Argentina coach Mario Ledesma says the Pumas will honour Diego Maradona with a spirited performance when they face the All Blacks in their Tri Nations clash on Saturday.
On Thursday (NZ time) Maradona - who led Argentina to football World Cup glory in 1986 - died aged 60 at his home on the outskirts of Buenos Aires when he suffered a heart attack, which came weeks after he underwent successful surgery on a brain blood clot.
His death sent shockwaves around the world, with Argentinian President Alberto Fernandez declaring three days of national mourning.
Maradona was a huge fan of any Argentine sporting team and has often been photographed in the changing room with the Pumas after games.
Ledesma, who played 84 tests for Argentina, met Maradona on several occasions and believes he'll be watching the side again this weekend as they chase back-to-back wins over the All Blacks.
A fortnight ago, the Pumas put up a spirited performance to claim a 25-15 win over New Zealand, saying that they were spurred on by Argentina's struggles with COVID-19, now they have a new season to do their country proud.
"He loved the Pumas, he'll be watching for sure," said Ledesma. "He came to many games, and he came once to our changing room after a game against the All Blacks in La Plata; we'd lost on the last ball.
"I crossed paths a couple of times, but not many. He had an attraction, the world stopped when he was there.
"He would watch tennis, hockey, rugby, football, whenever there was an Argentina jersey he was there and he was an example of how to represent that jersey.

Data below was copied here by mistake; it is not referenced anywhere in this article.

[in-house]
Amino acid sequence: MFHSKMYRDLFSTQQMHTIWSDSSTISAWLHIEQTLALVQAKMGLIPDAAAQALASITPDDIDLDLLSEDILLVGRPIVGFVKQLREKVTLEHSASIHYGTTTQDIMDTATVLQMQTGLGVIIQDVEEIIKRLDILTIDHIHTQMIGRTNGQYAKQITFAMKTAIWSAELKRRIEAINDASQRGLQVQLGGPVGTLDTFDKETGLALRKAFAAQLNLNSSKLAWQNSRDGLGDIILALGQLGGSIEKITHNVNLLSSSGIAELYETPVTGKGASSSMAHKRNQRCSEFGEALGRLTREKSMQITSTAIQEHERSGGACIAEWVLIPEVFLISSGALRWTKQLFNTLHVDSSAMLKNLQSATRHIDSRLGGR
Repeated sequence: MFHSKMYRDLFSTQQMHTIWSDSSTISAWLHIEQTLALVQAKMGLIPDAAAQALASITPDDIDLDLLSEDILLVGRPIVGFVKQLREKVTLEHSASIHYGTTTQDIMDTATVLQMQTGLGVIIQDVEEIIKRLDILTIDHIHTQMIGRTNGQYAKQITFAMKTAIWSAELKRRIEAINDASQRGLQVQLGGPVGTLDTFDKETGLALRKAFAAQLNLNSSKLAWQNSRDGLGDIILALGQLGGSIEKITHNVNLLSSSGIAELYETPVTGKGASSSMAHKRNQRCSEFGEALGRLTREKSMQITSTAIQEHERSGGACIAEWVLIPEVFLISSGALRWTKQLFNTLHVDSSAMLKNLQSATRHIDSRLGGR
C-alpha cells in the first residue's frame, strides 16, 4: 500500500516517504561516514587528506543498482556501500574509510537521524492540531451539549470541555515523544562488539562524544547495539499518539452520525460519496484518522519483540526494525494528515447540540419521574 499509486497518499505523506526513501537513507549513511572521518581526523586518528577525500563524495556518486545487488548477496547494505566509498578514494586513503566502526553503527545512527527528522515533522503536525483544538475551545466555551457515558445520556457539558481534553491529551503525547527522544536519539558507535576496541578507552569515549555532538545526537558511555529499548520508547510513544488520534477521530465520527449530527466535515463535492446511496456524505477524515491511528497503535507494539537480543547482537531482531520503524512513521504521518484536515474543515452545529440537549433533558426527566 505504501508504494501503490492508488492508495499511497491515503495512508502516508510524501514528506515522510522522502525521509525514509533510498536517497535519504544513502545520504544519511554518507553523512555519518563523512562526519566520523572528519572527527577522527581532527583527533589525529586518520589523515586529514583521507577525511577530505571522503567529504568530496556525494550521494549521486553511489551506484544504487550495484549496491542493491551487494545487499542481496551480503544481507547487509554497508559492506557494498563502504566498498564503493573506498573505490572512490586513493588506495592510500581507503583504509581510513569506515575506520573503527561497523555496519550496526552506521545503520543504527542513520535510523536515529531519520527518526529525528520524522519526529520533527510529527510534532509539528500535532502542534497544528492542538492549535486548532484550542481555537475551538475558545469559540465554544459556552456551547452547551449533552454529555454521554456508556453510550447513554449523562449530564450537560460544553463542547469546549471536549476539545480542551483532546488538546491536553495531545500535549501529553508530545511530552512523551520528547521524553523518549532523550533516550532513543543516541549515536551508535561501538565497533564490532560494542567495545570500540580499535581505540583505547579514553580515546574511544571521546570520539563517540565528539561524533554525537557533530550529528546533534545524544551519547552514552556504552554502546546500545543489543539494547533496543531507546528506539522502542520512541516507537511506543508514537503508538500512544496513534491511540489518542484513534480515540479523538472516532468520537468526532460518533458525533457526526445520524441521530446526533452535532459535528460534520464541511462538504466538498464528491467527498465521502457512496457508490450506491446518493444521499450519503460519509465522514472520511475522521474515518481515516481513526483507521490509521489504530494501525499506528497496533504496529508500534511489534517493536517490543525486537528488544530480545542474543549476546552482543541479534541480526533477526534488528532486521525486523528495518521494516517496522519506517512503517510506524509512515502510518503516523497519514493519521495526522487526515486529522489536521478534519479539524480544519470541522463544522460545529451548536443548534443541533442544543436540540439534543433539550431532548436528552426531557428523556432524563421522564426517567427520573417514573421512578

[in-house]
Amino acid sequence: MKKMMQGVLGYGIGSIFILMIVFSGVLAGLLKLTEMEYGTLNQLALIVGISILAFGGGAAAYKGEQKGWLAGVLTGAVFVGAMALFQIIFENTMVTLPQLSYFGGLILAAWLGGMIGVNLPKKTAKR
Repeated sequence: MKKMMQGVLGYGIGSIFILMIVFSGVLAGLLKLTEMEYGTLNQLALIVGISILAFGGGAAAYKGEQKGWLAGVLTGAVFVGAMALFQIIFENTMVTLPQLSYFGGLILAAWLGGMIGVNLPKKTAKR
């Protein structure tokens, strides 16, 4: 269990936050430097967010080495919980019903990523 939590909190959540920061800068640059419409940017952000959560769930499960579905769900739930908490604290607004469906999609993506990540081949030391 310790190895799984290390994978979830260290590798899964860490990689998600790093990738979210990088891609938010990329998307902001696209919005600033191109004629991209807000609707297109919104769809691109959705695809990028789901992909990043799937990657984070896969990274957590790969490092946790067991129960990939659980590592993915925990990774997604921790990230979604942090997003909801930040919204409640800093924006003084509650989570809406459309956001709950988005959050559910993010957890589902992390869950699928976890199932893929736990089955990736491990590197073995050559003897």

"He's a big figure in our country and he epitomised a lot of the way the Argentinians are. We'll try to remember him the best way possible, on the field representing the colours."
Ledesma hinted at an on-field tribute for Maradona on Saturday, though it won't involve simply retiring Nicolas Sanchez's No.10 jersey for the week.
But he hoped the breakthrough win over New Zealand had also brought a smile to Maradona's face.
"I hope for him [he saw]," said Ledesma. "The last couple of months have been really difficult for him and he'd been switching off slowly and everybody felt it was coming.
"We could have made him happy just that little bit, that would be great."
All Blacks coach Ian Foster also paid his respects to Maradona, and while he expects a fired-up Pumas side, he admits his side still has plenty to play for as well.
"It's a sad day for Argentina as a nation," said Foster. "All we can do is commiserate with them.
"[Maradona] was an iconic sporting person and clearly had a lot of meaning for the people of Argentina.
"Clearly when you go into a game, the next big game off the track for that country, it's going to have some emotional appeal. But that's something that they will deal with and they'll control.
"We've got to control our emotions and we have plenty of reasons and determination to play for our country as well and do what we need to do to fix up our performance two weeks ago is pretty high on our list."
Join us at 9:45pm Saturday for live updates of the All Blacks v Argentina Tri Nations clash